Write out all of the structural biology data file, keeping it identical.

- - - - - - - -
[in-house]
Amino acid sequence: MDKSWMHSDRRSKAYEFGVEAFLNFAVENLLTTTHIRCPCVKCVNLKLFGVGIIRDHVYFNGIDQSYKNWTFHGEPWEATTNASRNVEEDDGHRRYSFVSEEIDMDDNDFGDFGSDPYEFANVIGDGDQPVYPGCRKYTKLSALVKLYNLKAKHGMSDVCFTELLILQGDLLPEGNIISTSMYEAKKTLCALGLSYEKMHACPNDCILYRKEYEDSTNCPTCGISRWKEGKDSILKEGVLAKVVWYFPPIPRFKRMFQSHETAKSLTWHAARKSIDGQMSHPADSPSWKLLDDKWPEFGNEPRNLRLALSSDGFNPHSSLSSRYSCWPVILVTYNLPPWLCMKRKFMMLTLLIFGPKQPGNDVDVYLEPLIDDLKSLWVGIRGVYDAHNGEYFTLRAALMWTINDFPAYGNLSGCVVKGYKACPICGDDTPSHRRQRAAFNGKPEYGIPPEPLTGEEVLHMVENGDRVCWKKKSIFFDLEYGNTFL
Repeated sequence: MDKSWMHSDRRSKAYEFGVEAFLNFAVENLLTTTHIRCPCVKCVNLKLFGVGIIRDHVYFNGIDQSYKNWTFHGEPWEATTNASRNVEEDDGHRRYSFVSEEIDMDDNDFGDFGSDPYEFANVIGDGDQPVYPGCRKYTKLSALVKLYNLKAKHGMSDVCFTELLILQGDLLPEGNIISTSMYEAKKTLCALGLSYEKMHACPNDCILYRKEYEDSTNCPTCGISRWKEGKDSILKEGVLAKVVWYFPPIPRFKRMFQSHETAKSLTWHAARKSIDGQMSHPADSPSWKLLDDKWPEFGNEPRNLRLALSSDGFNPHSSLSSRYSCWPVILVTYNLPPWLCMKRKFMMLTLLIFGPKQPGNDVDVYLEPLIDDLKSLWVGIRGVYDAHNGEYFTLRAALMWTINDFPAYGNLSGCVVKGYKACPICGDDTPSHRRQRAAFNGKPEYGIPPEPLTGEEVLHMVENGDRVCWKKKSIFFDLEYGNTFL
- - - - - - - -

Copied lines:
[in-house]
Amino acid sequence: MDKSWMHSDRRSKAYEFGVEAFLNFAVENLLTTTHIRCPCVKCVNLKLFGVGIIRDHVYFNGIDQSYKNWTFHGEPWEATTNASRNVEEDDGHRRYSFVSEEIDMDDNDFGDFGSDPYEFANVIGDGDQPVYPGCRKYTKLSALVKLYNLKAKHGMSDVCFTELLILQGDLLPEGNIISTSMYEAKKTLCALGLSYEKMHACPNDCILYRKEYEDSTNCPTCGISRWKEGKDSILKEGVLAKVVWYFPPIPRFKRMFQSHETAKSLTWHAARKSIDGQMSHPADSPSWKLLDDKWPEFGNEPRNLRLALSSDGFNPHSSLSSRYSCWPVILVTYNLPPWLCMKRKFMMLTLLIFGPKQPGNDVDVYLEPLIDDLKSLWVGIRGVYDAHNGEYFTLRAALMWTINDFPAYGNLSGCVVKGYKACPICGDDTPSHRRQRAAFNGKPEYGIPPEPLTGEEVLHMVENGDRVCWKKKSIFFDLEYGNTFL
Repeated sequence: MDKSWMHSDRRSKAYEFGVEAFLNFAVENLLTTTHIRCPCVKCVNLKLFGVGIIRDHVYFNGIDQSYKNWTFHGEPWEATTNASRNVEEDDGHRRYSFVSEEIDMDDNDFGDFGSDPYEFANVIGDGDQPVYPGCRKYTKLSALVKLYNLKAKHGMSDVCFTELLILQGDLLPEGNIISTSMYEAKKTLCALGLSYEKMHACPNDCILYRKEYEDSTNCPTCGISRWKEGKDSILKEGVLAKVVWYFPPIPRFKRMFQSHETAKSLTWHAARKSIDGQMSHPADSPSWKLLDDKWPEFGNEPRNLRLALSSDGFNPHSSLSSRYSCWPVILVTYNLPPWLCMKRKFMMLTLLIFGPKQPGNDVDVYLEPLIDDLKSLWVGIRGVYDAHNGEYFTLRAALMWTINDFPAYGNLSGCVVKGYKACPICGDDTPSHRRQRAAFNGKPEYGIPPEPLTGEEVLHMVENGDRVCWKKKSIFFDLEYGNTFL